It's Beginning to Look A Lot Like Fun*Run Time

It's ALREADY that time of year again: The ADAPT Fun*Run for Disability Rights is April 22nd 2012. Maryland's fundraising goal is $8,000 this year. Yes, that's right, $8,000

Donate $1! Donate $10! Donate $100! Donate $1,000! JUST DONATE so we can FREE OUR PEOPLE! I thank you very much for your support!

Thursday, May 28, 2009

From Around the Blogsphere

I regret that I haven't been posting more news articles as of late. I got to this latest one from Schulyer's Blog. iPhone Applications Can Help the Autistic. From USA Today. And from Tiffiny I got to New Manual Wheelchair Propulsion System & Clever On/Off Battery Switch Prevents Vans, Cars (You Name it) From Dying. Have a good night everyone.


Thankful Thursday

[image description: cartoon image of a bride & groom w/a heart]

This week I am thankful because...

  • my parents are getting married Sunday.
  • I got my hair cut today for the first time in 5 months and colored for the first time in 11 months and now I look like a human being again.
  • I got into ADAPT Youth Summit after all and CDRC is paying my plane ticket.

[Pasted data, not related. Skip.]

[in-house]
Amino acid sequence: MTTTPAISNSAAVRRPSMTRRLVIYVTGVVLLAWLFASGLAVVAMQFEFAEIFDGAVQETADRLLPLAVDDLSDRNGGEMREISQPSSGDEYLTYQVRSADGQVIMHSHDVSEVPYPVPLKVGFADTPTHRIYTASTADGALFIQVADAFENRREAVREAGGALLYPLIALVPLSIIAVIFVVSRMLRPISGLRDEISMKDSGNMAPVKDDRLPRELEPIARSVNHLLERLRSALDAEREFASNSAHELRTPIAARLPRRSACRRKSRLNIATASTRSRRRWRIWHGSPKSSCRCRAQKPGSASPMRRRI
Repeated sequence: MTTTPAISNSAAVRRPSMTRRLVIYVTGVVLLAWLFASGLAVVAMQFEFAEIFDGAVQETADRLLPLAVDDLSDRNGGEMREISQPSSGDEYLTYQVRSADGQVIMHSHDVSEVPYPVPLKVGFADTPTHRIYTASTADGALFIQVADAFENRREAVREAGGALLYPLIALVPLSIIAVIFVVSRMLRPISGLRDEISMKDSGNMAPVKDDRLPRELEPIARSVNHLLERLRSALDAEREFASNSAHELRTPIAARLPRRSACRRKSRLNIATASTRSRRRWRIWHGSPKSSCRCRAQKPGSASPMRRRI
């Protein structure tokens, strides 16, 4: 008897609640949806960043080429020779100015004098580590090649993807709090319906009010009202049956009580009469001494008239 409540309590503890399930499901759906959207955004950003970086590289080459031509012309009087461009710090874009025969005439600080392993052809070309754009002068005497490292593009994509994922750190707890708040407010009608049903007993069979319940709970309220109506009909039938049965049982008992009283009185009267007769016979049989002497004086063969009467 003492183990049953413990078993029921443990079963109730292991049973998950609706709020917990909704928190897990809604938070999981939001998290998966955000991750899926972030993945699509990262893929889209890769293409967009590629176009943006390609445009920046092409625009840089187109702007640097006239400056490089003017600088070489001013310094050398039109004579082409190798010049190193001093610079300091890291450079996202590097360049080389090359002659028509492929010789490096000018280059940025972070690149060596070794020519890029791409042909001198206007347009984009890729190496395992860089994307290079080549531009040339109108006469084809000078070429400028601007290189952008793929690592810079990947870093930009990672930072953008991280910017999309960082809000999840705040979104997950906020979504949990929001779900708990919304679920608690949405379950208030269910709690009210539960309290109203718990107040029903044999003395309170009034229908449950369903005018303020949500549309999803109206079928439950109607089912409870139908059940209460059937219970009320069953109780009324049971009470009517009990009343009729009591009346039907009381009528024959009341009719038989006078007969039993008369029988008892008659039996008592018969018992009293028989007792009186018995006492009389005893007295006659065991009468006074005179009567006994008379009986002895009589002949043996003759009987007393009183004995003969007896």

• I knew exactly where I needed to go to find socks for my dress for the wedding.
  • my mom hasn't killed me since I've been home, but rather has thanked me twice since I have been down here.
  • I have this free time to read blogs at the moment. 3 people in a house getting ready for a wedding w/only 1 laptop can be difficult for me.
  • I got to eat some really great ethnic foods the last few days.
  • I know how to take mass transit both home and all the way to Chicago in a few weeks. It shocks me I won't be scared.
  • as funny as this sounds, I got my eyebrows waxed just in time :D Some people reading this will understand...
  • Howard remembered to book the room my aunt and I are sharing as accessible so I (hopefully) won't have to schlep over to the condo to shower.
I was searching for clipart for this post and found the following. While neither the bride nor groom are in a chair at this wedding, it's nice to know this exists. 'This' is a clipart of a bride sitting on the groom's lap. He is sitting in a manual chair that says 'just married' on the back & has cans tied to it. It can be found at

Thursday, May 21, 2009

Thankful Thursday

This week I am thankful because...

  • my friends allow me to abuse them. I don't know what I'd do...
  • it seems to have stopped raining. Finally...
  • I got paid. I hadn't worked in awhile so I wasn't getting paid. But now I am.
  • my hair is pony tail length and not in between.
  • I will be volunteering in peds at a new (for me) hospital soon. it's been too long since I've seen the inside of a hospital.
  • I am moving.
  • a resturant by me brought back my favorite dish from there.
  • of txt messages that save me cell minutes.
  • of the ability to stick clothes in a dryer when I'm too pressed to wait for them to hang dry.
  • I don't think my summer's going to be so bad. Hopefully hectic & fun.
[image description: cartoon of a moving truck with boxes falling out the back]